Fixed Income

EMD Relative weekly notes: Week Ending March 22, 2019


James Barrineau

James Barrineau

Head of Emerging Markets Debt Relative

Did the Fed usher in Act III?

Two weeks ago in this blog we suggested Act I of the 2019 EMD drama opened with a dramatic flourish of 5%+ Index gains but was followed in late February with the Act II interlude of quiet, but still satisfying, gains coming from yield alone rather than additional price appreciation. 

Frankly, we believed we would be in Act II for some time but the Fed's underlined dovishness this week has the potential to bring the curtain up on Act III, which features the potential for additional spread-to-US treasury compression towards the direction of February 2018 lows. Were that to occur, it would bring us from a current spread level of around 350 basis points to around 260 basis points. Such a hypothetical move might generate additional price gains on top of current index yields of more than 6%. 

For doubters of this (admittedly potential) investment thesis we offer Figure 1: a chart of how spreads compressed after Janet Yellen backed off a planned rate hike sequence in February 2016, and after Jerome Powell similarly shifted in early January of 2019. The evidence of post-Yellen suggests an Act III of more spread compression is perhaps probable without some type of reverse catalyst.

Figure 1

Source: Bloomberg. Chart depicts the JPMorgan EMBI Global Spread Index through March 21, 2019. Performance shown reflects past performance, which is no guarantee of future results. Actual results will differ from index results. 

That reverse catalyst would most likely be an entrance by the scourge of EMD, a strong US dollar. However Figure 2 shows that villain is likely to remain stage left. The convergence of the Citi surprise index between a weak US (in white) and a stronger Europe (in yellow) means US growth out-performance of the type that drove the 2018 version of the strong dollar is for now out of sight; in fact, we think the opposite may be unfolding which could leave the dollar weaker.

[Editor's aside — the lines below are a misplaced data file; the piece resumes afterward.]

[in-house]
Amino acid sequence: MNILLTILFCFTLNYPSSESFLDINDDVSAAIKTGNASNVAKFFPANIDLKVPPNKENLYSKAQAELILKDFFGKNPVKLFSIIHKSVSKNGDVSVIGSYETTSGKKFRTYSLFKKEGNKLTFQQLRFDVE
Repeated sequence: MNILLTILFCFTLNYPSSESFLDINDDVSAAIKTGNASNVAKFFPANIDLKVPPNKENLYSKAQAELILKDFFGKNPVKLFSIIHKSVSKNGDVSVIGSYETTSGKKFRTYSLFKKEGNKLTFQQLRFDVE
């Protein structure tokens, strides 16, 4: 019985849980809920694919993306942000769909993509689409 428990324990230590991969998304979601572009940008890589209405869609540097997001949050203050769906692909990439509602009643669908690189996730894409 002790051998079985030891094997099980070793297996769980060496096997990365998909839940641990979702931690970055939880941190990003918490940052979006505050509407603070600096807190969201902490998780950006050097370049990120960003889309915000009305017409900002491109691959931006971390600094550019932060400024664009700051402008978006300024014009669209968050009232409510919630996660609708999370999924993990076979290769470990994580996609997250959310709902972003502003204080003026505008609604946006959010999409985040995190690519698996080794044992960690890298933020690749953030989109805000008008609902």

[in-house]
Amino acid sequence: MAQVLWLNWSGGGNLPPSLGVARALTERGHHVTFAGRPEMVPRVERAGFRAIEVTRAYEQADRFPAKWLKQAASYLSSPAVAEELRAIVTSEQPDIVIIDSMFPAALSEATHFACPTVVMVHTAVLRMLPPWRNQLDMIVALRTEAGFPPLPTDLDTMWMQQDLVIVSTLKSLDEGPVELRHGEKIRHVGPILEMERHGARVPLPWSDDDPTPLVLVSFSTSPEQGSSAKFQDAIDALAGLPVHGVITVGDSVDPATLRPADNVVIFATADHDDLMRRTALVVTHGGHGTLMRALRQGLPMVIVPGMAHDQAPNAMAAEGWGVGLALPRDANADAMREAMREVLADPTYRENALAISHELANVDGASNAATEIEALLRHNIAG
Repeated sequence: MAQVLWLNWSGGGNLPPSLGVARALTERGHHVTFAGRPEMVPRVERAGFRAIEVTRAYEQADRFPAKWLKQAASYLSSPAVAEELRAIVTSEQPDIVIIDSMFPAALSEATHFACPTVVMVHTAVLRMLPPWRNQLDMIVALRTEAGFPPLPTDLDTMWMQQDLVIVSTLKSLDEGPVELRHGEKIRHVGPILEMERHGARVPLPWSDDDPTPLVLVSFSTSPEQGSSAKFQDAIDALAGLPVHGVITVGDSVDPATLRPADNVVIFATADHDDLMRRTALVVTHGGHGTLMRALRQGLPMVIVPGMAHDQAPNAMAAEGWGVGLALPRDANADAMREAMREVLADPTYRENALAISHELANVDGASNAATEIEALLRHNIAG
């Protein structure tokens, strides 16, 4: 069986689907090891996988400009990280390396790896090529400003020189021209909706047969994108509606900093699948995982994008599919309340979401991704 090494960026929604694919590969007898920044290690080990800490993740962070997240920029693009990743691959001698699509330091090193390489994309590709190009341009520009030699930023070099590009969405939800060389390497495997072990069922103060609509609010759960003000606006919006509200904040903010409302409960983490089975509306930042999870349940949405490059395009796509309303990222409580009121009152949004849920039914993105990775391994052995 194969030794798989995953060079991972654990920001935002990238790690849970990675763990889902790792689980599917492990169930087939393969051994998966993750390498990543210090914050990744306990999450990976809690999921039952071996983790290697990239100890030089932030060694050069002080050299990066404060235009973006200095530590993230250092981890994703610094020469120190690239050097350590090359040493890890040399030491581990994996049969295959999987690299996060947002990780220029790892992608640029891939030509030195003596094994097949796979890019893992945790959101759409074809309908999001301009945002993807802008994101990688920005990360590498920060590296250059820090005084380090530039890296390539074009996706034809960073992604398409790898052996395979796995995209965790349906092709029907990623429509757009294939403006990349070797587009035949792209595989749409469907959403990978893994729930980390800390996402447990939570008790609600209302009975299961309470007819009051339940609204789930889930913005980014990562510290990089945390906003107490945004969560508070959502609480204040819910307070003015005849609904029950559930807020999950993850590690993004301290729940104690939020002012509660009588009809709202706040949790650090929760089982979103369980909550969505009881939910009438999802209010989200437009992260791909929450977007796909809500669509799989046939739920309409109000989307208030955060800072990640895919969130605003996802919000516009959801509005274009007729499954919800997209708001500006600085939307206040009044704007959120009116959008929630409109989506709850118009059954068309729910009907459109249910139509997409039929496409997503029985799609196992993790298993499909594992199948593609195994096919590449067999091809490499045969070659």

Figure 2 

Source: Bloomberg. Chart depicts the US (white line) and Europe (yellow line) Citibank Economic Surprise Indexes for the period ending March 21, 2019. Performance shown reflects past performance, which is no guarantee of future results. Actual results will differ from index results.

Given the above, the probability skew of outcomes for the rest of 2019 favors a band of that centers more on investors achieving current yield-to-yield plus some spread compression. We think these two pieces of evidence should at least keep investors in their seats for what is to come, if not draw new curious onlookers into some of the still empty theater seats.

The views and opinions contained herein are those of Schroders’ investment teams and/or Economics Group, and do not necessarily represent Schroder Investment Management North America Inc.’s house views. These views are subject to change. This information is intended to be for information purposes only and it is not intended as promotional material in any respect.